There aren’t enough low-cost index funds available to UK investors. This comes as a shock when you’ve read all the books proclaiming passive investing to be easy – just pick some recommended index funds to cover the main asset classes, batten down the cost hatches, and settle in for the long haul.
But those books are American. In America, trackers are as cheap and plentiful as burgers and cars. It’s much harder to put together a decent passive portfolio in the UK – especially if you’re a small investor.
If you’ve only got a few hundred pounds to put away every month and you need the discipline of drip-feeding, then you’re up against two big problems.
Problem 1: How to diversify
Most UK index funds cover domestic equity – the famed FTSE 100 or All-Share indices. Beyond that, few market segments can boast two funds, or even one.
Be reassured: You haven’t missed some secret valley of the index funds where other passive investors are partying. The choice really is miserable.
I know a number of people who’ve been stopped in their tracks at this point and given up on their DIY investing dreams.
Problem 2: Trading fees
ETFs are the recommended alternative. Fill your boots. ETFs are as common as kebab vans.
But ETFs present a big problem for small investors. The flat-rate trading fees play havoc with small investment sums. And while Vanguard’s cut-price index funds offer another route to salvation, that way too is blighted by trading fees.
The solution is a no trading fee portfolio:
The No Trading Fee portfolio
Even with our limited UK choices, you can rig up an index fund-only portfolio that’s reasonably diversified and avoids trading fees. It’s not perfect, but it’s good enough to get a small investor started and way better than giving up.
My suggested portfolio contains the following recommended index funds:
HSBC FTSE All Share Index – TER1 0.27%
L&G All Stocks Gilt Index Trust – TER 0.25%
UK index-linked gilts
L&G All Stocks Index Linked Gilt Index Trust – TER 0.25%
Developed world ex-UK equity
HSBC American Index – TER 0.28%
HSBC European Index (excludes UK) – TER 0.37%
HSBC Japan Index – TER 0.28%
HSBC Pacific Index (excludes Japan) – TER 0.37%
Why I’ve suggested these funds
The domestic equity and bond fund choices are straightforward, and offer a solid foundation for a passive portfolio.
The next move is to diversify equity beyond Blighty’s shores. The only way to do this and avoid trading fees is to roll your own developed world equity (excluding UK) fund. Mine here is built from individual HSBC index funds that cover all four corners of the developed world when combined.
Happily, the TER averages out at a reasonable 0.325%2, which is less than the nearest equivalent ETF and only slightly more than Vanguard’s all-in-one fund (VVDVWE) that rocks a 0.3% TER.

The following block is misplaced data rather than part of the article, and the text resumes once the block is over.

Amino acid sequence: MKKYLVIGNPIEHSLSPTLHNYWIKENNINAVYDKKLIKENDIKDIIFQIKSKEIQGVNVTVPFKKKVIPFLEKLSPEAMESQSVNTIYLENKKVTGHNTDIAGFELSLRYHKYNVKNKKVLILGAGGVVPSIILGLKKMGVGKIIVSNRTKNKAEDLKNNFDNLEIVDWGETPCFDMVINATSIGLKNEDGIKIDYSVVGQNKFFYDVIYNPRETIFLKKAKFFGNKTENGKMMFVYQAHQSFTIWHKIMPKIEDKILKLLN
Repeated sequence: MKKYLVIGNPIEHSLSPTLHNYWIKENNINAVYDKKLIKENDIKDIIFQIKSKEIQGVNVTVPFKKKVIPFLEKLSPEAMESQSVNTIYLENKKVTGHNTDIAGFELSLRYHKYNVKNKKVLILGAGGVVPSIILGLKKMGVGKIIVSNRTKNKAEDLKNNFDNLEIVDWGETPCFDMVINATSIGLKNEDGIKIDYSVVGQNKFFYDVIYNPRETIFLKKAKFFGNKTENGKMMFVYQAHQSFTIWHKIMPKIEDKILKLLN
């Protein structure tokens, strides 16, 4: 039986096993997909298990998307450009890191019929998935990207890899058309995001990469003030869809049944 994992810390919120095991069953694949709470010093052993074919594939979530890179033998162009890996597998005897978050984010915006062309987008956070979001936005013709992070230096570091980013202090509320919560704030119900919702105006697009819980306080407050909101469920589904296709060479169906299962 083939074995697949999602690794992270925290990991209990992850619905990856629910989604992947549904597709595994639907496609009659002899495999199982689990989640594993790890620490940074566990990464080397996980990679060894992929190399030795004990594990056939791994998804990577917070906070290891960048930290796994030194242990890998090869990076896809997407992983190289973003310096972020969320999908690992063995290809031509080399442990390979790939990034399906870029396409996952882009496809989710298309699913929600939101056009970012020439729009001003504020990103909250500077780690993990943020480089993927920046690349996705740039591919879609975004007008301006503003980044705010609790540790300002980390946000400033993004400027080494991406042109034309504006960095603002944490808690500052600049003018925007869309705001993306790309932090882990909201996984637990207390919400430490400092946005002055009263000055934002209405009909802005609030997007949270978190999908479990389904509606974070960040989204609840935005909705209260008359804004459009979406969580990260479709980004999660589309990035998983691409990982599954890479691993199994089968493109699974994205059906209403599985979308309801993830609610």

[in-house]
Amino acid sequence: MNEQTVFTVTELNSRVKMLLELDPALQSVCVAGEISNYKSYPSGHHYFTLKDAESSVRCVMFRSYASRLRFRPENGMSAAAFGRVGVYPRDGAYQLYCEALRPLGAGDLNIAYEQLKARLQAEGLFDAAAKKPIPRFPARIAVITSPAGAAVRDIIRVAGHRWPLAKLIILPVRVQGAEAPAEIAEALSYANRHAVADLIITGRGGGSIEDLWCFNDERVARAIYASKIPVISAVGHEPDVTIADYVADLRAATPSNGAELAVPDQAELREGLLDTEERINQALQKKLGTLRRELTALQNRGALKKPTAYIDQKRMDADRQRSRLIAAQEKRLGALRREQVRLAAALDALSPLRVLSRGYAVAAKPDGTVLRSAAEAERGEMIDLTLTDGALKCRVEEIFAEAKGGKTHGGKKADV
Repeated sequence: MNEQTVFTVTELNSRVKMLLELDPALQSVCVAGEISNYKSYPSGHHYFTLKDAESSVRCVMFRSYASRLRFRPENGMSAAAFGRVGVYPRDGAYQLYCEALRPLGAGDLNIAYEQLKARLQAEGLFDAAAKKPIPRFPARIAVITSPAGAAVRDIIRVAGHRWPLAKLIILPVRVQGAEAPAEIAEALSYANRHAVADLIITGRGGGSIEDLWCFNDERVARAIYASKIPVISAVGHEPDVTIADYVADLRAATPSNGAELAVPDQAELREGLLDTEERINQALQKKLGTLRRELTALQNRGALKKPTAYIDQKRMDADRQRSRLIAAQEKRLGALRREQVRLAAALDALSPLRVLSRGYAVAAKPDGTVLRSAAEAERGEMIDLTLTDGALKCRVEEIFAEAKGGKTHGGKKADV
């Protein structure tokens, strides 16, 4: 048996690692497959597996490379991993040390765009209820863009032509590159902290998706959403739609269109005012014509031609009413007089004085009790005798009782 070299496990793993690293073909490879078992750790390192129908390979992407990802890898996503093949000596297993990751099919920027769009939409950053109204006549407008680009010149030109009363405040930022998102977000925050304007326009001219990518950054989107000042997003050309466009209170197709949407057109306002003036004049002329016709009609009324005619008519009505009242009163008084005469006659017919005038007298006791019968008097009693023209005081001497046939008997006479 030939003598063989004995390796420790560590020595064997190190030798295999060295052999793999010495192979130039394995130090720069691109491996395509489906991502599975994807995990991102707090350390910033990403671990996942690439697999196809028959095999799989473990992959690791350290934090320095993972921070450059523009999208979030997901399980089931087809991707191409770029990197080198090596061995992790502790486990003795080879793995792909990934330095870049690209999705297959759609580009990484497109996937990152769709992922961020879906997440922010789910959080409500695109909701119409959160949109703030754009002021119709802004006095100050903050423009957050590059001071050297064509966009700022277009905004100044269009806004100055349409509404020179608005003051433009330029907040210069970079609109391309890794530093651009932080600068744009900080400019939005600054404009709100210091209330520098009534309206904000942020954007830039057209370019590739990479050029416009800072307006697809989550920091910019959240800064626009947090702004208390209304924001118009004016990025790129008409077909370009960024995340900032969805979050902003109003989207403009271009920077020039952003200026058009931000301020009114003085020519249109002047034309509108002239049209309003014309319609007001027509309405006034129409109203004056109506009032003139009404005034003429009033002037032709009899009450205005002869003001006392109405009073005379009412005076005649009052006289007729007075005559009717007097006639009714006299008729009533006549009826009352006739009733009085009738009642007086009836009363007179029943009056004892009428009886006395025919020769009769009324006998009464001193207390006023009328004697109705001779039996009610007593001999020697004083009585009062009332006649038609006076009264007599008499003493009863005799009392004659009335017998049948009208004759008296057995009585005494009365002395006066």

Mix according to an index
How you divvy up your portfolio depends on your goals and attitude to risk. But whatever amount you decide to invest overseas, your developed world equity mix should take its cues from an appropriate index.
For example, Vanguard’s VVDVWE fund tracks the ‘FTSE All World Developed ex UK index’ and offers the following guide:
- 56% US
- 24% Europe ex UK
- 10% Japan
- 10% Pacific
Once you have your standard No Trading Fee Portfolio up-and-running, the next move would normally be to diversify into property or emerging markets.
But in the UK it isn’t currently possible to invest in a property tracker without turning to ETFs.
One answer is to save a proportion of your investment funds in cash every month until you’ve accumulated a decent lump sum. Then invest the whole lot into a property ETF in one go. This reduces the impact of trading fees as a percentage of the money you invest.
While drip-feeding is a useful technique, its real potency is as a psychological aid rather than as nitro for your investing returns. There’s no need to be exclusively wedded to the idea.
The cheapest emerging markets option is Vanguard’s VIEMKT index fund. The usual trading fee caveats apply, but again, you can use lump sums to deal with this.
However, hot off the launch pad comes L&G’s Global Emerging Markets Index Fund. It seems expensive, with an estimated TER of 0.99%. But as you don’t need to pay trading fees, the cost differential between this fund and its competitors is fairly minimal.
With the ink barely dry on the factsheet, the fund’s asset holding and performance data are sketchy to non-existent right now. I’d let this one settle down first, but at least it shows that the UK index fund market isn’t totally inert.
Where to buy
To put the plan into action, get a stocks-and-shares ISA from a broker or fund supermarket that doesn’t charge trading fees for funds (most don’t) or an annual management charge (many do, but avoid them by using the links above).
You could fall foul of £50 per fund minimum contributions, depending on your monthly investment sum. So keep in mind, you don’t have to buy every fund at once. You could buy one or two funds until you’ve reached your asset allocation target, then switch to fill up the rest.
If the whole developed world equity workaround feels like a fag, then I’ve got one final suggestion.
You can buy developed world and emerging market exposure in one ETF swoop with db x-tracker’s FTSE All-World ex-UK (XWXU).
The TER is 0.4% and if bought via a regular investment scheme then trading fees can be slashed to £1.50. That would amount to a reasonable 0.5% initial cost, if you invest £300 per month.
No one said it was gonna be easy. Apart from the books.
Take it steady,